Artificial Intelligence and the Constitution of Social Systems

Markus Ahlers (doctoral project, ongoing)

Currently science and industry are developing new technologies with artificial intelligence. With the development of this new technology, society is also meeting new ethical challenges. A good example for this are self-driving cars: The cars are very likely to reduce the accident rate in traffic, but they can’t avoid all accidents. Potentially, there will be situations in which the car can no longer prevent collision with people by braking, but can only decide with whom it will collide. This is obviously a highly moral decision.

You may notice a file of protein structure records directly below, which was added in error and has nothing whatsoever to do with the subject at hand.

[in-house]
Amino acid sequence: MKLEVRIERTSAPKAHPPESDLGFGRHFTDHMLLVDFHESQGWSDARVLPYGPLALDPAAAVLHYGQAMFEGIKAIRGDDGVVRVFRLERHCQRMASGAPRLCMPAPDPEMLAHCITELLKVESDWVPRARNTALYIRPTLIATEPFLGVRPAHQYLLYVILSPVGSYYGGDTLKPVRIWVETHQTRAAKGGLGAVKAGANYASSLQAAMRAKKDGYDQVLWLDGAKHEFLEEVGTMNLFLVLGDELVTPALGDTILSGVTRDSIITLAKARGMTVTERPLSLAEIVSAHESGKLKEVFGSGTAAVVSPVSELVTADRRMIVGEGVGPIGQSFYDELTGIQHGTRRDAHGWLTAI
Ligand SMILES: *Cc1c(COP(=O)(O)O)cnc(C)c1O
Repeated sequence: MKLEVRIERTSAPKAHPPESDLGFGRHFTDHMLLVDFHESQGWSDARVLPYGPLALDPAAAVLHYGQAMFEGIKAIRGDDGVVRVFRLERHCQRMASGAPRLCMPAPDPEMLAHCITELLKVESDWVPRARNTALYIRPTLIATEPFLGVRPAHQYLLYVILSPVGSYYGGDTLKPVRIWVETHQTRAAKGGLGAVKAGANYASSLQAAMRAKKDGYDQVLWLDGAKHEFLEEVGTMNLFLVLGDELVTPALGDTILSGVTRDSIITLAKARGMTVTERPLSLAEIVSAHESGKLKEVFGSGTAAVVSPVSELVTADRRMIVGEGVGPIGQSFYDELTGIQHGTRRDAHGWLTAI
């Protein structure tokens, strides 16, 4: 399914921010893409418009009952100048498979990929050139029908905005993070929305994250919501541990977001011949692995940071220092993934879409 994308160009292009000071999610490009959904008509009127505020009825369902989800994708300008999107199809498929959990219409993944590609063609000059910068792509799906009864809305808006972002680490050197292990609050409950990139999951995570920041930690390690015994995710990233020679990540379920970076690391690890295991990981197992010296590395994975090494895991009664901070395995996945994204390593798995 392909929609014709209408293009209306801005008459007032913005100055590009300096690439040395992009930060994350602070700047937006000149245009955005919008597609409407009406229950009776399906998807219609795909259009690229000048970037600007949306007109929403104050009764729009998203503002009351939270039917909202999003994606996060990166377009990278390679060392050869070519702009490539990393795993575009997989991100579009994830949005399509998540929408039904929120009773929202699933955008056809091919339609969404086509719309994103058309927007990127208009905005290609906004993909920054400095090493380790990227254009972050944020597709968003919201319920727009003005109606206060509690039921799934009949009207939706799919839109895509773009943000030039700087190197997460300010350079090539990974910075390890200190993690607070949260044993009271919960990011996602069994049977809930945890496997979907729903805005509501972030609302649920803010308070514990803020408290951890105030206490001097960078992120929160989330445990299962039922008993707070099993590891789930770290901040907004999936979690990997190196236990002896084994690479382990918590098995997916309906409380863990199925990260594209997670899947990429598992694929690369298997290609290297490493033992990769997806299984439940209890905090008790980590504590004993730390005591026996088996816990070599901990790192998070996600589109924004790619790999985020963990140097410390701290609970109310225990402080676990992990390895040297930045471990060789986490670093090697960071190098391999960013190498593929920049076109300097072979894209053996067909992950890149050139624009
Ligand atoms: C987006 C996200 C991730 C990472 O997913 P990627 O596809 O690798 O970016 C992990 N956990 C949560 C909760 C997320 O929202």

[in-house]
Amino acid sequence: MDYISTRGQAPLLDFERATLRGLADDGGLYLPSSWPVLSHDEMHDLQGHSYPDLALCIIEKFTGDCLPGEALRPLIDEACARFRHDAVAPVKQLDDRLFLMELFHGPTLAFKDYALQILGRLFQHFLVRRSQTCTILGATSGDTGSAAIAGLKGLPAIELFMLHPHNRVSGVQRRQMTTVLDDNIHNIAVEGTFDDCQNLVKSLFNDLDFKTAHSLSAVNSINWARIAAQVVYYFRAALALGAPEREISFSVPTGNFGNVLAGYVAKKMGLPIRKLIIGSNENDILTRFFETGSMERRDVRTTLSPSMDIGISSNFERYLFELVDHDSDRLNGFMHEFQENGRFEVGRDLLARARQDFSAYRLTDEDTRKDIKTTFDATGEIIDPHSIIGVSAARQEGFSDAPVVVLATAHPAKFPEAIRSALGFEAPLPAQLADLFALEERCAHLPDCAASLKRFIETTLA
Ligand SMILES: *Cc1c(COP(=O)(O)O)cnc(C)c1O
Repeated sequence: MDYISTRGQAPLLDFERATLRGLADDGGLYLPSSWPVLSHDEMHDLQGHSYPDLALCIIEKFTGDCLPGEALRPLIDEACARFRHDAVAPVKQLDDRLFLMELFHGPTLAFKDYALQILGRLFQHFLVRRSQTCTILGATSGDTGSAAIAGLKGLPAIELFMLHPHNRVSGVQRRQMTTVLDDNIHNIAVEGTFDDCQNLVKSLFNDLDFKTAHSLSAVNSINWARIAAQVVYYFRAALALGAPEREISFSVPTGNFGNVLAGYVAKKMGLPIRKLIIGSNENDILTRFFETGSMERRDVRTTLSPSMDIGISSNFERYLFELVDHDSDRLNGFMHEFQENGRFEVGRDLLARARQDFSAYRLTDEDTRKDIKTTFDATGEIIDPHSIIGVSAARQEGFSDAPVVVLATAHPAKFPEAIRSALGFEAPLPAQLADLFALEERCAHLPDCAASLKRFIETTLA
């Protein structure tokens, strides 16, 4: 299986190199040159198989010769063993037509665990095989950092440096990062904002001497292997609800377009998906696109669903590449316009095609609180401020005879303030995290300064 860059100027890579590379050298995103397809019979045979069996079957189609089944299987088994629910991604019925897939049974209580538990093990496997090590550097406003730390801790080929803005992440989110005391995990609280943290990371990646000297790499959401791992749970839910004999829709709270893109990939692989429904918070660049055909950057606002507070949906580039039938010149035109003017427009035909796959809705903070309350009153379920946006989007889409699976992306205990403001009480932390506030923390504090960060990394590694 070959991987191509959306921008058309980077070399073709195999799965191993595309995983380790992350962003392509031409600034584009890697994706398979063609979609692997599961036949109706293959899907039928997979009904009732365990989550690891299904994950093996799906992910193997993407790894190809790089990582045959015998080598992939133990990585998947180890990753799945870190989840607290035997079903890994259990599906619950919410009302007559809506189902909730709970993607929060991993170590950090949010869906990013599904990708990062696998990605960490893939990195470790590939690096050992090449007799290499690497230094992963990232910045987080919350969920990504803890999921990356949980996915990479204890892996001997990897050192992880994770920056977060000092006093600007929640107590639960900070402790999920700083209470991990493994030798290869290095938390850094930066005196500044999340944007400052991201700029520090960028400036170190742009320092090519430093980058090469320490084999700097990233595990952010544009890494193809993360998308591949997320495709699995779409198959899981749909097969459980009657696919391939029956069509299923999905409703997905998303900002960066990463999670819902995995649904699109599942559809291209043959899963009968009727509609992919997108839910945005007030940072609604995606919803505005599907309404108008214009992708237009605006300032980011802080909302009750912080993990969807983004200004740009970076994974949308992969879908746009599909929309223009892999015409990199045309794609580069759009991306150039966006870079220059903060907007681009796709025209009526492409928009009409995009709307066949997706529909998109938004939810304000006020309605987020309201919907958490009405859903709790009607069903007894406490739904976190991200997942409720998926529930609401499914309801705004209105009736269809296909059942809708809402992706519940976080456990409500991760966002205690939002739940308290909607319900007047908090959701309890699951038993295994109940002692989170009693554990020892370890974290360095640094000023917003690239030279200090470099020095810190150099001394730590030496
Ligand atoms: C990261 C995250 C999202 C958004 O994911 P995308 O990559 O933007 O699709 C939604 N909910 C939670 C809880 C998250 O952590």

In addition to this question of direct moral implementations of artificial intelligence, there is also the possibility of indirect moral implementations. Self-driving cars may change the basic constituion of the traffic system, raising the question to what extent these autonomous systems also affect the constitution of the traffic safety itself. In my research project, I not only pursue this question of self-driving cars, but generally analyze to what extent autonomous systems or technical systems with elements of artificial intelligence have a possible influence on the constitution of social systems and their norms. These relationships can lead to strong moral implications, which are not obvious at first glance.